OPINION: Pickleball, the never-ending story

By Olivia Lawrence

USA Pickleball, an organization promoting the sport, has announced that April is National Pickleball Month. A whole month to recognize a sport that’s been around for just barely 60 years. And even then, it was just a backyard diversion for decades. Real leagues and tournaments and related pickleball organizations didn’t get off the ground until just a few years ago.

Discussion about pickleball falls into certain camps. There are the wildly enthusiastic players who can’t get enough. There’s the tiny minority still asking, “what is this strange game and do I want to play it?” Then there are those who’ve had enough of pickleball mania and their eyes glaze over if you try to start a conversation about how your dink shot has improved. There are also those who are miffed because their tennis courts have been taken over, retrofitted into pickleball courts.

If you fall into the latter categories, move on to the next story, because this is going to be all about celebrating pickleball — a sport with perhaps the dumbest name in the history of sports.

The game is “the fastest growing sport in America (and possibly Europe)” according to a multitude of sports experts. All signs point to the accuracy of that statement. The Stamford Mall recently opened an indoor facility with 28 courts. Central Park just added another 14 courts. Local courts, indoor and out, are proliferating too, as is the availability of lessons, leagues and other enhancements.

For instance, Wallingford’s spring recreation registration lists numerous beginner pickleball clinics. Those classes are full. The town is also renovating tennis courts at Harrison Park for pickleball use.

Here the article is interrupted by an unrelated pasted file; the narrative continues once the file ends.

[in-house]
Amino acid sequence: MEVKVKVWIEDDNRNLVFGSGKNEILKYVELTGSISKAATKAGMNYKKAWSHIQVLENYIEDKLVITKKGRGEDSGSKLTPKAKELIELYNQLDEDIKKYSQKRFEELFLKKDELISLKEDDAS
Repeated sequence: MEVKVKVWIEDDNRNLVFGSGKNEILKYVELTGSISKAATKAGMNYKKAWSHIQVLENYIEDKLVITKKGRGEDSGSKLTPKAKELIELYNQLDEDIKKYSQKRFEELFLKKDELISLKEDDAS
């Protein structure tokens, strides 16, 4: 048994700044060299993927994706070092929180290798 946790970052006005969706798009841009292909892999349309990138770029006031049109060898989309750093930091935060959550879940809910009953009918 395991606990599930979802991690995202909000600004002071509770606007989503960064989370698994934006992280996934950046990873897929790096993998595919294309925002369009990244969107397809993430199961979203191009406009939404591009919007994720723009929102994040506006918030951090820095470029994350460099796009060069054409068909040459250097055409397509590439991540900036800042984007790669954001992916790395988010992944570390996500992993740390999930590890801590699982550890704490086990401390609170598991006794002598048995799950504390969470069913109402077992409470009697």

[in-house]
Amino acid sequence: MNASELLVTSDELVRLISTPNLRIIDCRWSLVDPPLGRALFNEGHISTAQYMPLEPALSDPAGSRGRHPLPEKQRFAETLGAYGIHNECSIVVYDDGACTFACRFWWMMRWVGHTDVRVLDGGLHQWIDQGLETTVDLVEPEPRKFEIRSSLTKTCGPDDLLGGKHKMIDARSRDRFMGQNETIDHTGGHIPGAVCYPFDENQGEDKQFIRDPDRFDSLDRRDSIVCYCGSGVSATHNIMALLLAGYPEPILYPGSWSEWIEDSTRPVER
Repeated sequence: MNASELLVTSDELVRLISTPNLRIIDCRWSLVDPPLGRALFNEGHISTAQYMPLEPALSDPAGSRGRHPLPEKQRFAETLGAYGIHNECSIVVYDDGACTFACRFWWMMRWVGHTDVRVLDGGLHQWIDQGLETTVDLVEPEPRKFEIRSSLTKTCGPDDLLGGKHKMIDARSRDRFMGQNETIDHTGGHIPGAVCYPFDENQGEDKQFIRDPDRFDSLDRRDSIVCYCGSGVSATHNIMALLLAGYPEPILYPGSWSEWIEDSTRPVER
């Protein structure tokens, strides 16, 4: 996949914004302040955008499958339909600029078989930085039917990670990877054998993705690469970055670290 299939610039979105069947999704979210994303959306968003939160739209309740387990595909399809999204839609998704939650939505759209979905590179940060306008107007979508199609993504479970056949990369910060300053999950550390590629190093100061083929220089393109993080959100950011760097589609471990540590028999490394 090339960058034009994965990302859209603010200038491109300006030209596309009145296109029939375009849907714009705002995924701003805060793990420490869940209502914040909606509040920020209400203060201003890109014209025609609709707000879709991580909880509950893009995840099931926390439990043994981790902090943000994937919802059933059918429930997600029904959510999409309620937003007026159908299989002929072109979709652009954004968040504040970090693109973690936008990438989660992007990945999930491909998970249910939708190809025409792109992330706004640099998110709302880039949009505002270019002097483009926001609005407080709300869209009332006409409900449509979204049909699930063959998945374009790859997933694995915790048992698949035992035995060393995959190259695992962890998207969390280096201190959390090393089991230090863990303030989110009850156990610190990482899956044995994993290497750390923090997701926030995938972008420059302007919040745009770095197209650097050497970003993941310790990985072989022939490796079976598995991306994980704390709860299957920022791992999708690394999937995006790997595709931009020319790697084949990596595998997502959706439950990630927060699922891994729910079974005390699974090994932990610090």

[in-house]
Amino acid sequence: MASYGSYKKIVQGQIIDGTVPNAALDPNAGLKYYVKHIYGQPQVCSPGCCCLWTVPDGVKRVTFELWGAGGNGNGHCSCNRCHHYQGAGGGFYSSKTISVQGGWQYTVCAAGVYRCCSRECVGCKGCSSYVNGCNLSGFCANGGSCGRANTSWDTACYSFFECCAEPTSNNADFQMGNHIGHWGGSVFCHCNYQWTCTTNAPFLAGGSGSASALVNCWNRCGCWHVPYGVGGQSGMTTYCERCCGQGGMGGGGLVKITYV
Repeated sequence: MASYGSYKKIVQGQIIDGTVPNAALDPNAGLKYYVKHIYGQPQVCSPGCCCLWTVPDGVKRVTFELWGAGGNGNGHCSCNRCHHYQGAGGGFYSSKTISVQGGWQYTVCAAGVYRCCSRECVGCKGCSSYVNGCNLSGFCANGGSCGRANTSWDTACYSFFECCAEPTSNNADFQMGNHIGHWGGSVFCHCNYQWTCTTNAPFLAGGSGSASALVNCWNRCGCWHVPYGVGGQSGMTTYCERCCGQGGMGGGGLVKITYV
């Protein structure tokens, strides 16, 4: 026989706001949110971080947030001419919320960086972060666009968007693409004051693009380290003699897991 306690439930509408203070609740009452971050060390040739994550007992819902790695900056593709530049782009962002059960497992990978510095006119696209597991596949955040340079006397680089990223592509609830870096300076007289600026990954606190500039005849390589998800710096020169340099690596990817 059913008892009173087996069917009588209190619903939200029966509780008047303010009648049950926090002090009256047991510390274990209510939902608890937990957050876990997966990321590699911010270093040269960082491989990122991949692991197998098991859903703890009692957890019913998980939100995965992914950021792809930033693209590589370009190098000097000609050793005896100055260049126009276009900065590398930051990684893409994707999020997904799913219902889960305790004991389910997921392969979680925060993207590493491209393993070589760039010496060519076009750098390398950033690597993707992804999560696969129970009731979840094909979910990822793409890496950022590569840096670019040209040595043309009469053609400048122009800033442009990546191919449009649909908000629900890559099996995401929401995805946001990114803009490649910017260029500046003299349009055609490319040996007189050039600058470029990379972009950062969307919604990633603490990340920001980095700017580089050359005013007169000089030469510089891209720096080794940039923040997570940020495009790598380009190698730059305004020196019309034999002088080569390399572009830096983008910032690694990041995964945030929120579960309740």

“I used to play tennis, but pickleball is, in my opinion, a way-more engaging sport,” said Sharon Houck, in an Record-Journal interview last summer. “Pickleball is so much fun — we laugh, we have a genuinely good time, no matter what the score is,” she said.

New pickleball courts were installed at Cheshire Park last year and ever since have been packed with players, the R-J reported. Another R-J story revealed that Cheshire is considering installing lights on some courts and that Parks and Recreation pickleball leagues fill right up.

You’ve probably heard what’s behind the immense popularity. Almost anyone can play; age, gender and other physical attributes don’t seem to matter too much at the recreational level. The game is easy to learn, free courts are becoming widely available, and the action is so much fun it translates into a social element that players really appreciate. (There’s always going to be “next-level” players out to win, but most of us are just happy to have a great rally no matter who ends up with the point.)

Earlier this month, pickleball saw some celebrity action on the courts when tennis greats John McEnroe, Andy Roddick, Michael Chang and Andre Agassi put on a pickleball slam with a $1 million purse. Supposedly, ESPN and other sports promoters want to see if grassroots popularity translates to a viewership that can turn a profit. That’s what sports analysts said.

Not long before that match, McEnroe was saying pickleball “sucked” and was “pathetic,” according to Essentially Sports and other outlets that reported on his disdain for this lowly wannabe sport.

Pickleball found its audience in record time and that had nothing to do with influencers, stars, promoters or any kind of public relations campaign. The time was right and, in this case, older people, looking for a friendly, versatile outlet for their sporting natures, landed on pickleball. Their grassroots interest launched a wide wave of enthusiasm that continues to spread.

The Age of Pickleball may be one of the greatest sports stories ever — not because it’s a major league enterprise, but for the opposite reason. Because so many ordinary people find joy in playing it.


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